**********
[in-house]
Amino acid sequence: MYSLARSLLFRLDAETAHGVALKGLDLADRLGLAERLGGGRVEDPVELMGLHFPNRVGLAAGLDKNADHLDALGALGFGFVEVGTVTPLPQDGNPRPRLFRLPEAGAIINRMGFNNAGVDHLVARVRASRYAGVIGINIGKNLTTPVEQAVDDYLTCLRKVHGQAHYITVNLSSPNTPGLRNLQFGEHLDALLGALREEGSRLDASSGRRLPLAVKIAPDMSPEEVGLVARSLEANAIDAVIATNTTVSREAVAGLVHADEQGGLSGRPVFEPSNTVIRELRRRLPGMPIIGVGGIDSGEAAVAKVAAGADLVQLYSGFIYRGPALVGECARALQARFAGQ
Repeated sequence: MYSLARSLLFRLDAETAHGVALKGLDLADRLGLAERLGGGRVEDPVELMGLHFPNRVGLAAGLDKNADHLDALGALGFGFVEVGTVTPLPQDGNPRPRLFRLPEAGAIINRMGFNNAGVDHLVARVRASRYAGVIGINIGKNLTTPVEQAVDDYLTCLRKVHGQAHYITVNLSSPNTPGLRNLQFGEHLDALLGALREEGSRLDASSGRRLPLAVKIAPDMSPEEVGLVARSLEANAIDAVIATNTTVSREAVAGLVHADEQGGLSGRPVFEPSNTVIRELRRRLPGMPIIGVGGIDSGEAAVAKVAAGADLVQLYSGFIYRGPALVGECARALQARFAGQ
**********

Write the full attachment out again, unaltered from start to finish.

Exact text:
[in-house]
Amino acid sequence: MYSLARSLLFRLDAETAHGVALKGLDLADRLGLAERLGGGRVEDPVELMGLHFPNRVGLAAGLDKNADHLDALGALGFGFVEVGTVTPLPQDGNPRPRLFRLPEAGAIINRMGFNNAGVDHLVARVRASRYAGVIGINIGKNLTTPVEQAVDDYLTCLRKVHGQAHYITVNLSSPNTPGLRNLQFGEHLDALLGALREEGSRLDASSGRRLPLAVKIAPDMSPEEVGLVARSLEANAIDAVIATNTTVSREAVAGLVHADEQGGLSGRPVFEPSNTVIRELRRRLPGMPIIGVGGIDSGEAAVAKVAAGADLVQLYSGFIYRGPALVGECARALQARFAGQ
Repeated sequence: MYSLARSLLFRLDAETAHGVALKGLDLADRLGLAERLGGGRVEDPVELMGLHFPNRVGLAAGLDKNADHLDALGALGFGFVEVGTVTPLPQDGNPRPRLFRLPEAGAIINRMGFNNAGVDHLVARVRASRYAGVIGINIGKNLTTPVEQAVDDYLTCLRKVHGQAHYITVNLSSPNTPGLRNLQFGEHLDALLGALREEGSRLDASSGRRLPLAVKIAPDMSPEEVGLVARSLEANAIDAVIATNTTVSREAVAGLVHADEQGGLSGRPVFEPSNTVIRELRRRLPGMPIIGVGGIDSGEAAVAKVAAGADLVQLYSGFIYRGPALVGECARALQARFAGQ